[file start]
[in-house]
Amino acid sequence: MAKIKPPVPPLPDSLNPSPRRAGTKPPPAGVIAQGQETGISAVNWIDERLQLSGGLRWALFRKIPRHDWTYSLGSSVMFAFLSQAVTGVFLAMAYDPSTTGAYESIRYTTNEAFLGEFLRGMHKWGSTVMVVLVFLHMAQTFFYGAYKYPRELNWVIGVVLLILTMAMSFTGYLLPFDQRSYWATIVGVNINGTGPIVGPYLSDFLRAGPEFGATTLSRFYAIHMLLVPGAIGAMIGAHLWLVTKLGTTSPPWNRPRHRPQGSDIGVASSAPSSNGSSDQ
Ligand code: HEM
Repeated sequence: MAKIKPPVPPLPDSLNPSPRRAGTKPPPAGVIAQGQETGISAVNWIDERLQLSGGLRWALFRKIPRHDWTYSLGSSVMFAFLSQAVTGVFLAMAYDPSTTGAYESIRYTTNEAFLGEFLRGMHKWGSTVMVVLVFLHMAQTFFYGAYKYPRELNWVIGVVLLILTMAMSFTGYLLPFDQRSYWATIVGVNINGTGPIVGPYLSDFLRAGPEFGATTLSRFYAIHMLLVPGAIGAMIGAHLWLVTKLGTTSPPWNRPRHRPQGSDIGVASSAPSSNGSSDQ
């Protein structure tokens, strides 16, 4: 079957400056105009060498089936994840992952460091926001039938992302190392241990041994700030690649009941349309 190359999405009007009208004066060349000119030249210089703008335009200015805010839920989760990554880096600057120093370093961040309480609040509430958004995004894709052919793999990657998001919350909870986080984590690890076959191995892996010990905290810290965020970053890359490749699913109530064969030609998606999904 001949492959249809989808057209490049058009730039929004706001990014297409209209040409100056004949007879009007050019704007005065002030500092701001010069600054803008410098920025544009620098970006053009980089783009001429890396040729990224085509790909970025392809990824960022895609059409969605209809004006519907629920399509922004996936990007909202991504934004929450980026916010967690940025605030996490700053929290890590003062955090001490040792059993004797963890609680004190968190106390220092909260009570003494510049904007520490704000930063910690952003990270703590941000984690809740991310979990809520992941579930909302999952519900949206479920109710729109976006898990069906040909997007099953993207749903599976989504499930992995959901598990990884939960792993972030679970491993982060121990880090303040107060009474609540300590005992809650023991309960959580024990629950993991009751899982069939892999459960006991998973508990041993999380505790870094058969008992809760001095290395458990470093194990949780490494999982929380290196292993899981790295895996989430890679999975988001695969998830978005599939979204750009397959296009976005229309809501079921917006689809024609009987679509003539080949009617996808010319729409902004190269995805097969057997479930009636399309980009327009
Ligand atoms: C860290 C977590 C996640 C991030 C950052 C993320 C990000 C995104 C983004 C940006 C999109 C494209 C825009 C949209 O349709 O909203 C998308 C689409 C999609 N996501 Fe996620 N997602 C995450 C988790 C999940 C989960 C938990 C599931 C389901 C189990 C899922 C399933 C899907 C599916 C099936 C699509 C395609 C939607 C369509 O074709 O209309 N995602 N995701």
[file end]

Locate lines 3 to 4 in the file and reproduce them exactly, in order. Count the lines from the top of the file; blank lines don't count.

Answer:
Ligand code: HEM
Repeated sequence: MAKIKPPVPPLPDSLNPSPRRAGTKPPPAGVIAQGQETGISAVNWIDERLQLSGGLRWALFRKIPRHDWTYSLGSSVMFAFLSQAVTGVFLAMAYDPSTTGAYESIRYTTNEAFLGEFLRGMHKWGSTVMVVLVFLHMAQTFFYGAYKYPRELNWVIGVVLLILTMAMSFTGYLLPFDQRSYWATIVGVNINGTGPIVGPYLSDFLRAGPEFGATTLSRFYAIHMLLVPGAIGAMIGAHLWLVTKLGTTSPPWNRPRHRPQGSDIGVASSAPSSNGSSDQ